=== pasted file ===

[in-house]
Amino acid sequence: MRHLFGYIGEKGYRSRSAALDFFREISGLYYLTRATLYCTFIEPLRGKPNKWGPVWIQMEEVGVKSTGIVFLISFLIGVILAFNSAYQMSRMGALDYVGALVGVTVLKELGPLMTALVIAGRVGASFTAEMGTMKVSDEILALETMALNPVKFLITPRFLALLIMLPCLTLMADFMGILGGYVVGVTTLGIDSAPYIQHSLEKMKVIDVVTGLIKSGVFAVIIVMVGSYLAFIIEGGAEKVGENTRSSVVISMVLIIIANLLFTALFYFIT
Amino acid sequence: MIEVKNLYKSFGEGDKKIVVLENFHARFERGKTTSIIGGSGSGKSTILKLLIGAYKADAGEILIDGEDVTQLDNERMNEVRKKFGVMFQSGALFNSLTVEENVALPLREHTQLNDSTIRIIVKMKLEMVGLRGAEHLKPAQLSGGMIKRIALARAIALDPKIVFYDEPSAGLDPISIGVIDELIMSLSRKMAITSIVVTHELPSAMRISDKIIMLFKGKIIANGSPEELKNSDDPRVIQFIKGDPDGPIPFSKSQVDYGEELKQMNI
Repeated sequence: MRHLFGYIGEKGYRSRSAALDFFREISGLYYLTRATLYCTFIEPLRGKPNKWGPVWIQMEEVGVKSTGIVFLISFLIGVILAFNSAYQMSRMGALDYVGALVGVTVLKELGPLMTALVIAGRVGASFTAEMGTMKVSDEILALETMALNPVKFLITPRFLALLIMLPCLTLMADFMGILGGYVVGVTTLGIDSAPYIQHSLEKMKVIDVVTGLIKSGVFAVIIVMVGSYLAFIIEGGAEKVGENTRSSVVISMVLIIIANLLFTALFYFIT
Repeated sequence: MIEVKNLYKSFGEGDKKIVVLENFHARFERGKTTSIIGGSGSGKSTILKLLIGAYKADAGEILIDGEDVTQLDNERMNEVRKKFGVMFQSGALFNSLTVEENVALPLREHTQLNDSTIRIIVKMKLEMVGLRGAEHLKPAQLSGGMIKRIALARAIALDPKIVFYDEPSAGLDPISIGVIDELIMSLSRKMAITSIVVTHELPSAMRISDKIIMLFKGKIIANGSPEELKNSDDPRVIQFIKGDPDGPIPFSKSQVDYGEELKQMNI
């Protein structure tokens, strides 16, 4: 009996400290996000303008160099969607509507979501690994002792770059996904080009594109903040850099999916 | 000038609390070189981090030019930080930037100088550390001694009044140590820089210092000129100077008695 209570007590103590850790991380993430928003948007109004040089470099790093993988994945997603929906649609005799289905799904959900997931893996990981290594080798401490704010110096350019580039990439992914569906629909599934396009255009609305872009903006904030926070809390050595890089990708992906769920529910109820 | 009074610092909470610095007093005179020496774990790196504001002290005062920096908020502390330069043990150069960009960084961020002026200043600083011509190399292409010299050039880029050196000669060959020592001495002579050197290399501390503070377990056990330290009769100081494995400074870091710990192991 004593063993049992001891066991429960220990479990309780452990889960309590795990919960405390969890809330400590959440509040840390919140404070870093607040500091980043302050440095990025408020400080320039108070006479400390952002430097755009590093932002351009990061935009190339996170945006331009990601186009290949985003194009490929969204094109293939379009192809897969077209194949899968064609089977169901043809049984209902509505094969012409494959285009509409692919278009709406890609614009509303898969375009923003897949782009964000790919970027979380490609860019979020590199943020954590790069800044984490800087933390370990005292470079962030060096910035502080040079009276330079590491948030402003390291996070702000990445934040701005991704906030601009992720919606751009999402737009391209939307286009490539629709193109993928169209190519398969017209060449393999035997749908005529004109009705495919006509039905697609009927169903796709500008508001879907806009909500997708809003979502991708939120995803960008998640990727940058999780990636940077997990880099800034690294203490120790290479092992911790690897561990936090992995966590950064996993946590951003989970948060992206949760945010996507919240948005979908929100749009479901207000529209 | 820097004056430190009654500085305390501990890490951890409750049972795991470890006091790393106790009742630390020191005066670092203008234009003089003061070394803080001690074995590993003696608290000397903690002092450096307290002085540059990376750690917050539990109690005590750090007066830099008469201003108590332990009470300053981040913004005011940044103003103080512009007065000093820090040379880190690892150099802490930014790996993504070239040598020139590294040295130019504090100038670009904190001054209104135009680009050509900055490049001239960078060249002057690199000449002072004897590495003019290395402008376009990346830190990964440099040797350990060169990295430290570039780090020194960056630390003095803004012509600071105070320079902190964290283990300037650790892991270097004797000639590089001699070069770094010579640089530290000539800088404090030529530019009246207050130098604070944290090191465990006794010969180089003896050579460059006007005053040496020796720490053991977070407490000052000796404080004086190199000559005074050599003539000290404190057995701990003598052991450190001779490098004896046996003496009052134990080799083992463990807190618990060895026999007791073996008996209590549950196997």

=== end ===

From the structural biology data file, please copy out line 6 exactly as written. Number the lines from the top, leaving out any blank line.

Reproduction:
């Protein structure tokens, strides 16, 4: 009996400290996000303008160099969607509507979501690994002792770059996904080009594109903040850099999916 | 000038609390070189981090030019930080930037100088550390001694009044140590820089210092000129100077008695 209570007590103590850790991380993430928003948007109004040089470099790093993988994945997603929906649609005799289905799904959900997931893996990981290594080798401490704010110096350019580039990439992914569906629909599934396009255009609305872009903006904030926070809390050595890089990708992906769920529910109820 | 009074610092909470610095007093005179020496774990790196504001002290005062920096908020502390330069043990150069960009960084961020002026200043600083011509190399292409010299050039880029050196000669060959020592001495002579050197290399501390503070377990056990330290009769100081494995400074870091710990192991 004593063993049992001891066991429960220990479990309780452990889960309590795990919960405390969890809330400590959440509040840390919140404070870093607040500091980043302050440095990025408020400080320039108070006479400390952002430097755009590093932002351009990061935009190339996170945006331009990601186009290949985003194009490929969204094109293939379009192809897969077209194949899968064609089977169901043809049984209902509505094969012409494959285009509409692919278009709406890609614009509303898969375009923003897949782009964000790919970027979380490609860019979020590199943020954590790069800044984490800087933390370990005292470079962030060096910035502080040079009276330079590491948030402003390291996070702000990445934040701005991704906030601009992720919606751009999402737009391209939307286009490539629709193109993928169209190519398969017209060449393999035997749908005529004109009705495919006509039905697609009927169903796709500008508001879907806009909500997708809003979502991708939120995803960008998640990727940058999780990636940077997990880099800034690294203490120790290479092992911790690897561990936090992995966590950064996993946590951003989970948060992206949760945010996507919240948005979908929100749009479901207000529209 | 820097004056430190009654500085305390501990890490951890409750049972795991470890006091790393106790009742630390020191005066670092203008234009003089003061070394803080001690074995590993003696608290000397903690002092450096307290002085540059990376750690917050539990109690005590750090007066830099008469201003108590332990009470300053981040913004005011940044103003103080512009007065000093820090040379880190690892150099802490930014790996993504070239040598020139590294040295130019504090100038670009904190001054209104135009680009050509900055490049001239960078060249002057690199000449002072004897590495003019290395402008376009990346830190990964440099040797350990060169990295430290570039780090020194960056630390003095803004012509600071105070320079902190964290283990300037650790892991270097004797000639590089001699070069770094010579640089530290000539800088404090030529530019009246207050130098604070944290090191465990006794010969180089003896050579460059006007005053040496020796720490053991977070407490000052000796404080004086190199000559005074050599003539000290404190057995701990003598052991450190001779490098004896046996003496009052134990080799083992463990807190618990060895026999007791073996008996209590549950196997």